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Family analysis: Jennifer Perrins, barrister at 1KBW, considers the case of Versteegh v Versteegh on the importance of legal advice in relation to a pre-marital agreement, whether a party has ‘a full appreciation of the implications’ and the appropriateness of making a ‘Wells order’.
What are the practical implications of this case?
Following Versteegh v Versteegh  EWCA Civ 1050,  All ER (D) 64 (May), in respect of marital agreements, practitioners will now need to approach the decision of Mostyn J in B v S (Financial Remedy: Marital Property)  EWHC 265 (Fam),  All ER (D) 189 (Mar), with caution, as both King LJ and Lewison LJ held that Mostyn J had ‘set the bar too high’ with respect to the need for specific legal advice about the effect of a pre-marital agreement (PMA) in other countries.
In a case concerning the election of a foreign property regime (as opposed to a detailed nuptial contract), practitioners will need to focus very carefully on pleading every relevant matter to demonstrate that there are specific reasons why the PMA is unfair/whether there are other additional factors which ‘detract from the weight to be accorded to the agreement’—the mere fact that, for example, a party signed just a European country’s standard election of regime without advice will not be enough. However, it may be that the decision in Versteegh is to an extent confined on its facts—as the judge made extremely strong factual findings against the wife that she had deliberately lied about her level of understanding, and that she had been fully aware of the implications of the PMA throughout the marriage. In many cases, such a clear-cut finding of fact may not be possible. There is also, of course, always the ‘safety net’ of needs—and that remains a rather elastic concept, even if the interpretation of needs and/or fairness is impacted by the existence of a PMA.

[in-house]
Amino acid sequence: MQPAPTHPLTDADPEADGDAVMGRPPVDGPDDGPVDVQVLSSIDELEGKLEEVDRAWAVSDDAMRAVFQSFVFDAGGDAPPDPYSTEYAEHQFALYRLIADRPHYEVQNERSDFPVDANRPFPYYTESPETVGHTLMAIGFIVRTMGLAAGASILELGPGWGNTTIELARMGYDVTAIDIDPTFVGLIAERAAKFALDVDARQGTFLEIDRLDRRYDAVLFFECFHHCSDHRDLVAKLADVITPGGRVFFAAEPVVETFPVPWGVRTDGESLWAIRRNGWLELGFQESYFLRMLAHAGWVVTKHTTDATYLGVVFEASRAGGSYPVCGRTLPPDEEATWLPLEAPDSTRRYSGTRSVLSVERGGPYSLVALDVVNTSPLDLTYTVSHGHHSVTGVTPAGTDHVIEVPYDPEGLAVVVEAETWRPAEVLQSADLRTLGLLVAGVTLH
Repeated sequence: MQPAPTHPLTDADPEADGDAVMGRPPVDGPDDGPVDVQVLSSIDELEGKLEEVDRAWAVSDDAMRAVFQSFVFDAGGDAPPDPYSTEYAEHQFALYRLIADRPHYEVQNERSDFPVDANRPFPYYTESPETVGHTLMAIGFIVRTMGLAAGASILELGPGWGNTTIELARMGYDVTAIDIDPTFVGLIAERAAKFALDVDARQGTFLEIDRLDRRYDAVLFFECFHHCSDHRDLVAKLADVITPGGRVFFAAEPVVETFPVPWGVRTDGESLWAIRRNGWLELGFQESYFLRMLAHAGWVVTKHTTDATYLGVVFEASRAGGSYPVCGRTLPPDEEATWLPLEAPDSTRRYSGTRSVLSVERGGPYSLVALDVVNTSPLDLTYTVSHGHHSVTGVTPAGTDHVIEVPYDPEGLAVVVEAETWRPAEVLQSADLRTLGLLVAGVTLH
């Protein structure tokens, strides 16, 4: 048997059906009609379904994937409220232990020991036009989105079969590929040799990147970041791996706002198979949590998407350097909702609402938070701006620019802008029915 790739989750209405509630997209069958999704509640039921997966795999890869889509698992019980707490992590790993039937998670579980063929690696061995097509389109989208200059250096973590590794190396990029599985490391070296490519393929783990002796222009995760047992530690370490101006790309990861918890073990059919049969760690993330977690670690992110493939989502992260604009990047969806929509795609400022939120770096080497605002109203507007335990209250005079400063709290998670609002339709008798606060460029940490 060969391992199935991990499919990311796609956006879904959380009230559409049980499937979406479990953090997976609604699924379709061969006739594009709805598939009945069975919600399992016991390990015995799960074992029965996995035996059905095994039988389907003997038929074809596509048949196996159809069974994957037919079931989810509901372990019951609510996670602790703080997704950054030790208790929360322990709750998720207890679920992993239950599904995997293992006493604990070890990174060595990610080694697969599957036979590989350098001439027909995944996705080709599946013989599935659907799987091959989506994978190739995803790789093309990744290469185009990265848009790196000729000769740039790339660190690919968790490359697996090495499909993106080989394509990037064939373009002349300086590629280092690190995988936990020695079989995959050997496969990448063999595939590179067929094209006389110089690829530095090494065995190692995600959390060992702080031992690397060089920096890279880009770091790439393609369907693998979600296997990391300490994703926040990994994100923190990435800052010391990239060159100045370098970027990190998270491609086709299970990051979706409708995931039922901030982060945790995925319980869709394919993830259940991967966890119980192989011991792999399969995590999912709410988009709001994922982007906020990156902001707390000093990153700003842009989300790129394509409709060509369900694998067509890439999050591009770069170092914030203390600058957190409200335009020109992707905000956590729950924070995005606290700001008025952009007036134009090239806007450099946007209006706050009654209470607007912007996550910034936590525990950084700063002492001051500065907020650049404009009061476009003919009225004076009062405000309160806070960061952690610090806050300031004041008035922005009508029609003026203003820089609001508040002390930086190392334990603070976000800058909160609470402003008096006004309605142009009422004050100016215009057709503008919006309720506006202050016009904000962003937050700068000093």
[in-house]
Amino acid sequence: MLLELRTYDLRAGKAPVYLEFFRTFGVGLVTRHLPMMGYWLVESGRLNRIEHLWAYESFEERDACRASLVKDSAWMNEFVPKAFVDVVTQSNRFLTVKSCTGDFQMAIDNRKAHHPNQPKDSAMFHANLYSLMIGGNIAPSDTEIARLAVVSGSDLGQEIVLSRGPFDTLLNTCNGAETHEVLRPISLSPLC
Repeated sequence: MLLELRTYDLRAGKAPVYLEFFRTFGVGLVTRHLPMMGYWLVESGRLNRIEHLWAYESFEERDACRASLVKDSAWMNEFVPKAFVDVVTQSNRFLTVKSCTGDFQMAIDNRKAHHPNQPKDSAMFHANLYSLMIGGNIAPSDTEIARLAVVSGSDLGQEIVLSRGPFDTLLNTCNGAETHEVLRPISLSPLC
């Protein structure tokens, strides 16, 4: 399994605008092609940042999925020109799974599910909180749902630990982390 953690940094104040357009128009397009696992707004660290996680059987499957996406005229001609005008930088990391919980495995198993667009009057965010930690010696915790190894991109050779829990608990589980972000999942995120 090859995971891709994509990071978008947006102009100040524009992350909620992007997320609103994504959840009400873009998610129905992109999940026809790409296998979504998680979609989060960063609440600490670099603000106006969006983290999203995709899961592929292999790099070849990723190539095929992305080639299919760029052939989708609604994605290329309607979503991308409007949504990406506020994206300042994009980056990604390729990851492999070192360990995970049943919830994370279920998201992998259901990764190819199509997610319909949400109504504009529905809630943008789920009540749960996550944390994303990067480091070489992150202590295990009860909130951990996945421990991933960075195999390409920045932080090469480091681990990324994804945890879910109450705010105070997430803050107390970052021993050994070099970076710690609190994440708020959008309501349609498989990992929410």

With regard to sharing, the Court of Appeal made some notable
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